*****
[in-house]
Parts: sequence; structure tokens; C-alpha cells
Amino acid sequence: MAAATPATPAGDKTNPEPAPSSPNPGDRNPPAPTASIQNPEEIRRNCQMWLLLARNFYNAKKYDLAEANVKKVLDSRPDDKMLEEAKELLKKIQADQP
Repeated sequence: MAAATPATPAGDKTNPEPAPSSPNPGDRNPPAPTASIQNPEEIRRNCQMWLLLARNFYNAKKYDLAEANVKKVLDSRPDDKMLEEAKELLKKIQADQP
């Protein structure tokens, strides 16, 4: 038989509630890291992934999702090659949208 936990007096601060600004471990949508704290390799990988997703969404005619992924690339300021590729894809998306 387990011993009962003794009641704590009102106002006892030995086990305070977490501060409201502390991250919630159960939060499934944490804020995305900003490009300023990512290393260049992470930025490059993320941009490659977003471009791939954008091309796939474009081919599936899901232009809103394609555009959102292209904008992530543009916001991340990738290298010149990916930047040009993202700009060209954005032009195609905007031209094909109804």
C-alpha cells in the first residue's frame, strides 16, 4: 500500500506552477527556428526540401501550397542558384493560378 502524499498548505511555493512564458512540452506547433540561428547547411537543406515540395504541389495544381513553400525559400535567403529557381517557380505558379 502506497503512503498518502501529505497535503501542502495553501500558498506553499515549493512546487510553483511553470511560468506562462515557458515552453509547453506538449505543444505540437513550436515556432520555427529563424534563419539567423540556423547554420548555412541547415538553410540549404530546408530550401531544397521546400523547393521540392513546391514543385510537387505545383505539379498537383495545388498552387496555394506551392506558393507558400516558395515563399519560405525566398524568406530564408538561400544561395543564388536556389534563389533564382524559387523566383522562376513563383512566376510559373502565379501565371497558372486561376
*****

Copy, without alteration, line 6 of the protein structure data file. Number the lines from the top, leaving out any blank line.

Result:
C-alpha cells in the first residue's frame, strides 16, 4: 500500500506552477527556428526540401501550397542558384493560378 502524499498548505511555493512564458512540452506547433540561428547547411537543406515540395504541389495544381513553400525559400535567403529557381517557380505558379 502506497503512503498518502501529505497535503501542502495553501500558498506553499515549493512546487510553483511553470511560468506562462515557458515552453509547453506538449505543444505540437513550436515556432520555427529563424534563419539567423540556423547554420548555412541547415538553410540549404530546408530550401531544397521546400523547393521540392513546391514543385510537387505545383505539379498537383495545388498552387496555394506551392506558393507558400516558395515563399519560405525566398524568406530564408538561400544561395543564388536556389534563389533564382524559387523566383522562376513563383512566376510559373502565379501565371497558372486561376